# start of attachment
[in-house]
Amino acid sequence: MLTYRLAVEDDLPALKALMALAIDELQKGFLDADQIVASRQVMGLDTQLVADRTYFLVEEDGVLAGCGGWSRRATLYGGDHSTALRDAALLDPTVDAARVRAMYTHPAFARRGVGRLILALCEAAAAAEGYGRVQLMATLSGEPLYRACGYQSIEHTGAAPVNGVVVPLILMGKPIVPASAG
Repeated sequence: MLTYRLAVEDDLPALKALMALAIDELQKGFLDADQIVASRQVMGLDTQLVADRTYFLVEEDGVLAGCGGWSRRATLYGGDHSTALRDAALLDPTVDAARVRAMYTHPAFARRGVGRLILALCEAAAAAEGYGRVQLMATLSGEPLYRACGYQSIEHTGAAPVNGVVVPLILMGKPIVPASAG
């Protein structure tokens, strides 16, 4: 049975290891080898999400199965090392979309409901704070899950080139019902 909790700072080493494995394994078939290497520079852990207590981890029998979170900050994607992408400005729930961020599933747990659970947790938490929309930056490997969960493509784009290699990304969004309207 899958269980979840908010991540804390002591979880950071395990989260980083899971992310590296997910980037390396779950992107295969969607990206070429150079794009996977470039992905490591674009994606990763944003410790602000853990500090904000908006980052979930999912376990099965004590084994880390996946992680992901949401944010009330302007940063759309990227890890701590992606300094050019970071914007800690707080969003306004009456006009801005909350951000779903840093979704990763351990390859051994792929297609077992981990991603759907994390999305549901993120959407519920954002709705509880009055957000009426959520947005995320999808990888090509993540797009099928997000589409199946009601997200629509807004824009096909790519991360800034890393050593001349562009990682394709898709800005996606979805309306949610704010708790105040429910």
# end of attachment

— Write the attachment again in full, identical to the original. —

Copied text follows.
[in-house]
Amino acid sequence: MLTYRLAVEDDLPALKALMALAIDELQKGFLDADQIVASRQVMGLDTQLVADRTYFLVEEDGVLAGCGGWSRRATLYGGDHSTALRDAALLDPTVDAARVRAMYTHPAFARRGVGRLILALCEAAAAAEGYGRVQLMATLSGEPLYRACGYQSIEHTGAAPVNGVVVPLILMGKPIVPASAG
Repeated sequence: MLTYRLAVEDDLPALKALMALAIDELQKGFLDADQIVASRQVMGLDTQLVADRTYFLVEEDGVLAGCGGWSRRATLYGGDHSTALRDAALLDPTVDAARVRAMYTHPAFARRGVGRLILALCEAAAAAEGYGRVQLMATLSGEPLYRACGYQSIEHTGAAPVNGVVVPLILMGKPIVPASAG
């Protein structure tokens, strides 16, 4: 049975290891080898999400199965090392979309409901704070899950080139019902 909790700072080493494995394994078939290497520079852990207590981890029998979170900050994607992408400005729930961020599933747990659970947790938490929309930056490997969960493509784009290699990304969004309207 899958269980979840908010991540804390002591979880950071395990989260980083899971992310590296997910980037390396779950992107295969969607990206070429150079794009996977470039992905490591674009994606990763944003410790602000853990500090904000908006980052979930999912376990099965004590084994880390996946992680992901949401944010009330302007940063759309990227890890701590992606300094050019970071914007800690707080969003306004009456006009801005909350951000779903840093979704990763351990390859051994792929297609077992981990991603759907994390999305549901993120959407519920954002709705509880009055957000009426959520947005995320999808990888090509993540797009099928997000589409199946009601997200629509807004824009096909790519991360800034890393050593001349562009990682394709898709800005996606979805309306949610704010708790105040429910």